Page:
• 21.  Title VII defines “religion” to include “all aspects of religious observance and practice as well as belief.” © 2012 Ronald W. Brown Update on Religion in the Workplace 21
    • 22. Religion includes not only traditional, organized religions such as Christianity, Judaism, Islam, Hinduism, and Buddhism, but also religious beliefs that are new, uncommon, not part of a formal church or sect, only subscribed to by a small number of people, or that seem illogical or unreasonable to others. Further, a person’s religious beliefs “need not be confined in either source or content to traditional or parochial concepts of religion.” © 2012 Ronald W. Brown Update on Religion in the Workplace 22
    • 23.    Religious beliefs include theistic beliefs as well as nontheistic “moral or ethical beliefs as to what is right and wrong which are sincerely held with the strength of traditional religious views.” Although courts generally resolve doubts about particular beliefs in favor of finding that they are religious, beliefs are not protected merely because they are strongly held.  Rather, religion typically concerns “ultimate ideas” about “life, purpose, and death.” Social, political, or economic philosophies, as well as mere personal preferences, are not “religious” beliefs protected by Title VII. © 2012 Ronald W. Brown Update on Religion in the Workplace 23
    • 24.     © 2012 Ronald W. Brown Are protected under Title VII of the 1964 Civil Rights Act. Are protected under New Jersey’s Law Against Discrimination. An employer has certain obligations to provide reasonable accommodation of religious beliefs under state and federal laws. But employers do not have to accommodate religious beliefs where employees manifest those beliefs by harassing others. Update on Religion in the Workplace 24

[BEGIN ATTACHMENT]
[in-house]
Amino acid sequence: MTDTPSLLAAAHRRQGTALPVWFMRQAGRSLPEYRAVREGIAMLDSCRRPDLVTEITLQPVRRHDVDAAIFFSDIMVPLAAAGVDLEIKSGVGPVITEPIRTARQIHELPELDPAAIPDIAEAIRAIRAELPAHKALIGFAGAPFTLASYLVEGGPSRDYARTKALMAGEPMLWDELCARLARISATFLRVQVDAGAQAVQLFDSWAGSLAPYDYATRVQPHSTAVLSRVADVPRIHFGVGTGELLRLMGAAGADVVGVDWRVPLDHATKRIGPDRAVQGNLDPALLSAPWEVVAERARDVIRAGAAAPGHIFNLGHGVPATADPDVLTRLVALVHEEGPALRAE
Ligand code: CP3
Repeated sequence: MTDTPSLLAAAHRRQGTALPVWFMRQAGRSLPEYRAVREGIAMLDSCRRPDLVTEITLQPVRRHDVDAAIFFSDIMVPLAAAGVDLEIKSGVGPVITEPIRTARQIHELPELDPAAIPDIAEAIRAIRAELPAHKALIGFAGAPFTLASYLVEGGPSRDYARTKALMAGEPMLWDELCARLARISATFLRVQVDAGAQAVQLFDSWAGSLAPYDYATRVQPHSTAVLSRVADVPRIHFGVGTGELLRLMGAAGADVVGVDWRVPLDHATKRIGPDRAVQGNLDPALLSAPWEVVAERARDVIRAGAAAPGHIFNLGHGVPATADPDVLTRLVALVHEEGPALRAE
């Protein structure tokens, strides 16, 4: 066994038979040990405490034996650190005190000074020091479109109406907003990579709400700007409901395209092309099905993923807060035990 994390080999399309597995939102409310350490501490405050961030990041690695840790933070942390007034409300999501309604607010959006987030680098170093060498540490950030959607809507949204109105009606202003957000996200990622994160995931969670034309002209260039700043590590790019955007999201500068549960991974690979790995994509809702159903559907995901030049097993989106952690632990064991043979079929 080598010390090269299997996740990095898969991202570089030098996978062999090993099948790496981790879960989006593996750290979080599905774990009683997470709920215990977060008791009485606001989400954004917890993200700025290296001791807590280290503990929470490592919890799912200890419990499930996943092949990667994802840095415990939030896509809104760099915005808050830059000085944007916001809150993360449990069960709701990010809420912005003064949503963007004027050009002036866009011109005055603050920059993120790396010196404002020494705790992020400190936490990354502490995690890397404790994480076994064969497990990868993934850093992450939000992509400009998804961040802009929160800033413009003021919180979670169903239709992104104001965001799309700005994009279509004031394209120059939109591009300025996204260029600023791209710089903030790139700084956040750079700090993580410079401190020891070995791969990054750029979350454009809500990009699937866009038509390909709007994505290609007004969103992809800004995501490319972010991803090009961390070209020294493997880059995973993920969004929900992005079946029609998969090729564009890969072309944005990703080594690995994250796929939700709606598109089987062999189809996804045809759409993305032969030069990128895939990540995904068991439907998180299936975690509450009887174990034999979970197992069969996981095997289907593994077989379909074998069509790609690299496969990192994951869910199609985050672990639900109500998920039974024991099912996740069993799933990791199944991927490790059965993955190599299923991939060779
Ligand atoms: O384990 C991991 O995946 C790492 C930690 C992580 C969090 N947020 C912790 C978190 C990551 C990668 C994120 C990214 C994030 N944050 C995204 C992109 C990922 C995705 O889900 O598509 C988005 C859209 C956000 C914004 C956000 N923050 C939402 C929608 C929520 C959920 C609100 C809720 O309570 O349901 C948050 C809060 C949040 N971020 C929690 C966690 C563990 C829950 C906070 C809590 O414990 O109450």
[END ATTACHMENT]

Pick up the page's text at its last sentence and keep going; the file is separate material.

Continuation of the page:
• 25.    A religious belief or practice need not be based upon a traditional religion and does not have to be a belief held as tenet by others of the same religion. The Equal Employment Opportunity Commission has held that protected religious belief also includes the freedom not to believe. The only limitations on a belief protected under Title VII are that it must be religious as opposed to social, political, or economic in nature and it must be sincerely held. © 2012 Ronald W. Brown Update on Religion in the Workplace 25
    • 26.   Employees are protected in the workplace in their right to adhere to and practice their religious beliefs, and the employer can not discriminate against them on this basis unless to do so would be undue hardship on the employer. An Employer can not question the acceptability of an employee’s religion or when the employee came to believe. © 2012 Ronald W. Brown Update on Religion in the Workplace 26
    • 27. The prohibition on religious discrimination is not absolute, as an employer has only the duty to reasonably accommodate the employee’s religious conflict unless to do so would cause the employer undue hardship.  While an employer must make a good faith effort to reasonably accommodate religious conflicts, if such efforts fail the employer will have discharged the employer’s duties under Title VII. © 2012 Ronald W. Brown Update on Religion in the Workplace  27